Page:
Fly Tipping Removal What The Latest Industry Reports Tell Us About Clothing Waste

Fly tipping is a blight on the environment; the illegal dumping of waste has the high potential to affect the condition of the land and the local ecosystem – hence why it’s so tightly governed. Government statistics[i] have revealed that in England alone, local authorities in 2018/19 dealt with over 1 million (1,072,000) fly tipping incidents; representing an increase of 8% from the 998,000 that was reported in 2017/18. The need for responsible fly tipping removal is as important as it’s ever been.

A particularly common type of waste that is illegally dumped, is clothing. Whilst some textiles are recycled, the vast majority are either taken to landfill or are dumped – performing the release of harmful greenhouse gases that affect the environment.

So in the effort to cut down on the amount of textiles that find themselves placed in landfill or dumped illegally on public/privately-owned land, the resource sustainably charity, WRAP, created a ‘Sustainable Clothing Action Plan’ (SCAP). Targeting the clothing industry, the hope is that sustainable practices will work their way down to the consumer. Here, we’re going to be taking a look at the most recent findings from SCAP, as well as see what government ministers are doing to help.

WRAP’s Sustainable Clothing Action Plan & The Need For Fly Tipping Removal

SCAP Report 2020

Aimed at reducing the carbon, water and waste footprint of the fashion industry, SCAP has 88 organisations signed up – representing around 65% of the clothes sold in the UK by volume and 54% by sales value. 

The latest report has revealed that data collected throughout 2018 saw that, whilst progress was being made in certain areas, there was an increasing amount of clothing ending up in landfill or incineration – causing concern.

Firstly, let’s talk about the good news – WRAP have said that all of the SCAP signatories have already met its water target for 2020; managing to reduce their water usage by more than 18% (per tonne of clothing). Carbon reduction is at 13.4% and WRAP say they are ‘confident’ that their target of 15% will be met by the end of 2020.

Whilst these improvements can be put down to several factors, it’s the changes in the proportions of different fibres used, as well as the increased use of sustainable cotton, that have been cited as major contributors to the reduction.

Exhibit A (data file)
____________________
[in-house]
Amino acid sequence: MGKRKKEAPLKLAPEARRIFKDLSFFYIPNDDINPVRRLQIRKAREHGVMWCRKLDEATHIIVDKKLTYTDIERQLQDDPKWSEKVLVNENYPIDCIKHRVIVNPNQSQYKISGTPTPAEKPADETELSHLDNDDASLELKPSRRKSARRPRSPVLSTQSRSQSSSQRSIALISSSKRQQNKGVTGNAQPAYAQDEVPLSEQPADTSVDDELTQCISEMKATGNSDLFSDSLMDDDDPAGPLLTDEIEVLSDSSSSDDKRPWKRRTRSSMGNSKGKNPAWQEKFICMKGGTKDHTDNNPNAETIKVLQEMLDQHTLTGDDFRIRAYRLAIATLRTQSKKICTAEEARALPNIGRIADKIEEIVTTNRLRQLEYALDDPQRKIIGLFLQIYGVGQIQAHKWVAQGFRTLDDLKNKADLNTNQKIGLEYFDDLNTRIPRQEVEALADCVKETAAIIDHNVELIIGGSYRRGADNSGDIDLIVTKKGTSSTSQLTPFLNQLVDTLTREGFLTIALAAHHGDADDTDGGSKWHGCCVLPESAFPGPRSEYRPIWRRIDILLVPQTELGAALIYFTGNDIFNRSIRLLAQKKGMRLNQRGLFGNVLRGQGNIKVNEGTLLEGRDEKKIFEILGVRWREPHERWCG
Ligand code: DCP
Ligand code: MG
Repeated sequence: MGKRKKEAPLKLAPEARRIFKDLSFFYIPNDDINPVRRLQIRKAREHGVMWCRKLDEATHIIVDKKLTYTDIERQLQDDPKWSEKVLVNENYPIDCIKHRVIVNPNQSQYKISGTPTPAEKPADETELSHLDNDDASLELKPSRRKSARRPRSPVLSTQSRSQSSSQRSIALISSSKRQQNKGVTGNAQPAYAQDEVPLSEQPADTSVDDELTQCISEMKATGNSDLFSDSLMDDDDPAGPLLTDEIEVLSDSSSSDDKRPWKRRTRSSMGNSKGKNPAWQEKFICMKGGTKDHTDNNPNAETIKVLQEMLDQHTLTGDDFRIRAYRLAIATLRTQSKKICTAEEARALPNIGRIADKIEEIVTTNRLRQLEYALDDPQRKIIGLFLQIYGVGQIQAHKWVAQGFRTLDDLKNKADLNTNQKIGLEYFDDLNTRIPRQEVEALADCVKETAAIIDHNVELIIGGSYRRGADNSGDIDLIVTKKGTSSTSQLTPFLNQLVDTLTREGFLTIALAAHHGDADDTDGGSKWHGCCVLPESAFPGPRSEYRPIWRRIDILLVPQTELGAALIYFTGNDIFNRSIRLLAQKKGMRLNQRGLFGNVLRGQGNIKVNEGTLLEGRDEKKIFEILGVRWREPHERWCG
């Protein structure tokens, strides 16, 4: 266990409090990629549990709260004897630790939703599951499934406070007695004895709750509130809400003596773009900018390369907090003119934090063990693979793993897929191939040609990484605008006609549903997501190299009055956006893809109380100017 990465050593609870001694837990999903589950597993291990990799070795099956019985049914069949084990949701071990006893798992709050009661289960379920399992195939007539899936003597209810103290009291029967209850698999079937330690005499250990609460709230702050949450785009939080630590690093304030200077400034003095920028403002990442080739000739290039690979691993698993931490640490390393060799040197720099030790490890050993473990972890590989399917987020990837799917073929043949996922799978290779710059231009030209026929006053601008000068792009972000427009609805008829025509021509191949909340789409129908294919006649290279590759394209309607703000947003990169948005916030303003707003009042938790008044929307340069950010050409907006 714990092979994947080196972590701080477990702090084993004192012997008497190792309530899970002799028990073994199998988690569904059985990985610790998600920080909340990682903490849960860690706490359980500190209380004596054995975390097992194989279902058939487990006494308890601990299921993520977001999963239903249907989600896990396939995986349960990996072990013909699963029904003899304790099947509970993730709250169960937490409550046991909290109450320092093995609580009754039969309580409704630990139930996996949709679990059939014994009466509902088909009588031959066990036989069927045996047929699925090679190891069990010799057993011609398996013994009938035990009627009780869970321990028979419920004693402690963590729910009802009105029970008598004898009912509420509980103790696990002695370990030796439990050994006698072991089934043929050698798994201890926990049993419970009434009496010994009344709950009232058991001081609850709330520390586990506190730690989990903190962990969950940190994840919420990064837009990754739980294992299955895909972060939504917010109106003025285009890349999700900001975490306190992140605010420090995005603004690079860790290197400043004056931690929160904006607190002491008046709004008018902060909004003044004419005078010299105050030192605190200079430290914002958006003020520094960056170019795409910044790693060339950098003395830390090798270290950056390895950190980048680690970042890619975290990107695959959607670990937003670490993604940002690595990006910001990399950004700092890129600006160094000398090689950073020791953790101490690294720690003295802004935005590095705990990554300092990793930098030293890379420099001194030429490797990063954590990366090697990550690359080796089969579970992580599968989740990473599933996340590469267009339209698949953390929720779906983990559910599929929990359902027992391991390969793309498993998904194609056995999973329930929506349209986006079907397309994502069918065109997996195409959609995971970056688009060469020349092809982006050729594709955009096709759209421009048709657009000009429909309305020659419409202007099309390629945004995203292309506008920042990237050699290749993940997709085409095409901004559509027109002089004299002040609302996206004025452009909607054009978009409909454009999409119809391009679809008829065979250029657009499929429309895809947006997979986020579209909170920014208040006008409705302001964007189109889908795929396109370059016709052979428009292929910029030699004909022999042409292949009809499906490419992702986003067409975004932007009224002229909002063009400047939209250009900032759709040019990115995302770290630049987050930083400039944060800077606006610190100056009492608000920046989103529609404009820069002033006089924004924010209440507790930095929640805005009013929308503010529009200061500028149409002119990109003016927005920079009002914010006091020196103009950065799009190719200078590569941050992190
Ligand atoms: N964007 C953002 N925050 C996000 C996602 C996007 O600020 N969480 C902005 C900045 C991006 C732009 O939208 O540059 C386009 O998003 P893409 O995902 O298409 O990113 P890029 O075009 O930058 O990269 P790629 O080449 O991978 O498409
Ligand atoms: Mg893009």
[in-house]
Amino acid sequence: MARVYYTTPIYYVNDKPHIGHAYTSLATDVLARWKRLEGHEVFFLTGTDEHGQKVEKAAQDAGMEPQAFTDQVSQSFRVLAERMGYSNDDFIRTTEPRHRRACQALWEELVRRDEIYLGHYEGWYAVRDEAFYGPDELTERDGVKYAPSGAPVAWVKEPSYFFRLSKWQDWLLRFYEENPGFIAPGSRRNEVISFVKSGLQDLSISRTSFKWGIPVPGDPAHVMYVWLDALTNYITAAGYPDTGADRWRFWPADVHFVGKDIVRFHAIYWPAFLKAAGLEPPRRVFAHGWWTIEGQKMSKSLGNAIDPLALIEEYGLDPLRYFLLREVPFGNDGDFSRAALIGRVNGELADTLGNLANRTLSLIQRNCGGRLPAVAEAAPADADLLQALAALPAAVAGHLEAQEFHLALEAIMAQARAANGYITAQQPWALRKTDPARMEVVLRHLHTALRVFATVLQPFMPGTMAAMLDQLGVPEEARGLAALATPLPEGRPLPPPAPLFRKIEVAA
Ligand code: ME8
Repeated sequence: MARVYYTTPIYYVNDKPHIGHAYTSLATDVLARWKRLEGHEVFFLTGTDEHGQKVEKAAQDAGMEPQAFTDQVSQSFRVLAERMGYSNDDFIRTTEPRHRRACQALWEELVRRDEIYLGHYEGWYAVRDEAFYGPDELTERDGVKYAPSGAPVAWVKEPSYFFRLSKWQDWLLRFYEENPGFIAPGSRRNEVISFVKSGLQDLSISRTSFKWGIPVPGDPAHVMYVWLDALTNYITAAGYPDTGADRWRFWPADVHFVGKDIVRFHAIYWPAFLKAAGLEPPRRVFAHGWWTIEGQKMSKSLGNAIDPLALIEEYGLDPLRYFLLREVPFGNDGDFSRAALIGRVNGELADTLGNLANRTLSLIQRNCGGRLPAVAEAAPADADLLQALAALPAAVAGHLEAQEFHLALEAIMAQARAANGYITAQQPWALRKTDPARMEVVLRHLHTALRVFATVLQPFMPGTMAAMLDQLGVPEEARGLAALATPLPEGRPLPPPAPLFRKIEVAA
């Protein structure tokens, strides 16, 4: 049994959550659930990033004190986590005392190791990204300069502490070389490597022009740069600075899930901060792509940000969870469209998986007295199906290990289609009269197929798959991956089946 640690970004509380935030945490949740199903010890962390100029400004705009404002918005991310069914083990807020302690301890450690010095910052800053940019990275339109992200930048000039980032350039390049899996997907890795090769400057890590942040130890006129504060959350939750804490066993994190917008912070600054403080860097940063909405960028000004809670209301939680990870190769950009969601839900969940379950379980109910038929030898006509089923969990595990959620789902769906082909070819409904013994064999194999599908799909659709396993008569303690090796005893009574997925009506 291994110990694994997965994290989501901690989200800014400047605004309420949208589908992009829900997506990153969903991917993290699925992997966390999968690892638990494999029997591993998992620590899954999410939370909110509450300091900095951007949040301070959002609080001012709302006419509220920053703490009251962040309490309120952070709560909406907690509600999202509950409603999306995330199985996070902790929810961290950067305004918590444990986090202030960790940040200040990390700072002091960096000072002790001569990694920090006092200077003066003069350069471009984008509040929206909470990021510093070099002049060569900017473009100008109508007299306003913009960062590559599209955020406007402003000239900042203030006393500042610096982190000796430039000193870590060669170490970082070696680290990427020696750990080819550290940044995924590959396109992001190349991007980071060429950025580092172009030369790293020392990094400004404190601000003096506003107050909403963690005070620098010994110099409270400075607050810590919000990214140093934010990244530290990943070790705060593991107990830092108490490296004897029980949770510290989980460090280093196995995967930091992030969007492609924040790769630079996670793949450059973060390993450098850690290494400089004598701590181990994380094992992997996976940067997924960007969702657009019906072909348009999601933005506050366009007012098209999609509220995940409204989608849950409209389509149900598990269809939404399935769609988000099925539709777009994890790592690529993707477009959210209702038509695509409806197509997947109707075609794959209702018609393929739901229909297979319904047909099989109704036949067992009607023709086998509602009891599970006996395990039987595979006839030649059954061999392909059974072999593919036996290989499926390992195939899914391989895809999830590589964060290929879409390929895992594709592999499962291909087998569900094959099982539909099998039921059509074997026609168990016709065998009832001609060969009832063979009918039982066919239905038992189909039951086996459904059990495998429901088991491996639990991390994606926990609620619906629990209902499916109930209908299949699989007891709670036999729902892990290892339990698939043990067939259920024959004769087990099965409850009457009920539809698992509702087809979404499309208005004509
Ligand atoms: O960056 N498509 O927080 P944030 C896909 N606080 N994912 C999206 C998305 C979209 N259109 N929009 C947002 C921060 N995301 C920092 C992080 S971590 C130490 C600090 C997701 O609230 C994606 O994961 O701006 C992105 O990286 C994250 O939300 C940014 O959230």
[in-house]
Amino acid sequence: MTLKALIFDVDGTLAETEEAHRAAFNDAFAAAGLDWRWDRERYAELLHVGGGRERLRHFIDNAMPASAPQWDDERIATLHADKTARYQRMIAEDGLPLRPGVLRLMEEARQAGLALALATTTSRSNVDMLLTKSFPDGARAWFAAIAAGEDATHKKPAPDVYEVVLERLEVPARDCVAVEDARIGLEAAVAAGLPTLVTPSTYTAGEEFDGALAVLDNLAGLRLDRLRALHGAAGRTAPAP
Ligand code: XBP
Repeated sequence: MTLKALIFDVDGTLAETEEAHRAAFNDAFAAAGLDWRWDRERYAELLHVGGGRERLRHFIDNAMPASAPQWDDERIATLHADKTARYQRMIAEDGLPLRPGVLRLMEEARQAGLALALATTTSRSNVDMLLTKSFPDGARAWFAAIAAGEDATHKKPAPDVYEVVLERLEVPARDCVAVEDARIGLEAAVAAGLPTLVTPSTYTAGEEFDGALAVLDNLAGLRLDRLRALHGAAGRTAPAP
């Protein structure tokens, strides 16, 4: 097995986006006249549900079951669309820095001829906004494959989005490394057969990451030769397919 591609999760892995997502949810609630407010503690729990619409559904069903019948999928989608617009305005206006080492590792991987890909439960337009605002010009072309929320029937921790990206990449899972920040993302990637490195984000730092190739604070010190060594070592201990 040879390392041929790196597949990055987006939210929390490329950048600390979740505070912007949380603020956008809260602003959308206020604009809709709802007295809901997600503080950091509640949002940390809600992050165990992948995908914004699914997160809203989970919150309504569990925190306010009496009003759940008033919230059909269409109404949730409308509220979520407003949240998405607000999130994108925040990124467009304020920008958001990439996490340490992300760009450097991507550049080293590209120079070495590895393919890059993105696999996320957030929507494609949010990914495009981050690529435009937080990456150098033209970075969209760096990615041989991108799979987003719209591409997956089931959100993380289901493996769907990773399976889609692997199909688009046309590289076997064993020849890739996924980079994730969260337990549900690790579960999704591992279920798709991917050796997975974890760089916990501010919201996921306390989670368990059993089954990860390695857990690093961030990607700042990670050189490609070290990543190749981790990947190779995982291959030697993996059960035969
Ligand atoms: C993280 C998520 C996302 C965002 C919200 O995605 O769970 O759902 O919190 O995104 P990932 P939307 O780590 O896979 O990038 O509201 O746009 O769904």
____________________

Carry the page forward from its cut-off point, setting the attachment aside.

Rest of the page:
Areas of Concern For Clothing Waste

Despite these positive steps, the report also revealed that excessive clothing waste was still finding its way into landfill – the amount increasing by a worrying 10% since 2014/15. SCAP has acknowledged that this is a difficult issue for its signatories to tackle, as UK consumers are buying more clothing than ever (household spending on clothing is up by 3%).

To reverse this trend, the report recommends that producers encourage consumers to re-use and recycle garments – which aside from saving them from being placed into landfill, would also negate the need for potential fly tipping removal.

Another area that isn’t performing as well as required, is the reduction of waste in the supply chains of the plan’s signatories. The target for the end of 2020 was set for 3.5% – currently, it is 1.4%. Whilst WRAP concede that the target is unlikely to be met, they do indicate that transparency is improving within the supply chain – just more work is needed to tackle supply chain waste.

Ministerial Recommendations For Clothing Producers

The report follows a year after the publication of a report by a House of Commons Select Committee, which found that UK fashion businesses were failing to commit to reducing their environmental impact. The Environmental Audit Committee (EAC) also found that the UK buys more clothes per person than any other European country, with the average consumer purchasing 26.7kg of clothing items per year, as opposed to 16.7kg in Germany, 14.5kg in Italy and 12.6kg in Sweden.

The EAC also set out recommendations covering environmental and labour market practices to try and help clean up the industry, cutting down on fly tipping. This includes a proposed 1p charge per item of clothing sold in the UK to fund waste collection and recycling streams – the fund has been estimated to raise £35 million per year.

However, the government rejected all of the recommendations detailed in the Fixing Fashion Report: Clothing, Consumption and Sustainability. In a statement, the government said: “We recognise how crucial it is for the environmental and social impacts to be well managed, particularly in this era of fast fashion...In our response, we explain the action already being taken in respect of clothing and outline our [existing] plans for the future”.

So despite the intentions of some within the industry, there is still some way to go before the supply chain can be sufficiently controlled.

If you’re a business or individual who is interested in learning more about textile recycling or fly tipping removal in general, the expert team here at BKP can help.

BKP: Expert Fly Tipping Clean-Up and Recycling Services

Here at BKP, we have been operating within the waste management industry for over 50 years; innovation and sustainability at the forefront of everything we do. With fly tipping (sadly) being a common occurrence, we endeavour to quickly mobilise and treat issues – all waste that we collect will be separated and most will be processed for recycling.

To learn more about our fly tipping removal services, give us a call today on 0800 376 5004 or send an e-mail to sales@bkpgroup.com

[i] https://www.gov.uk/government/statistics/fly-tipping-in-england

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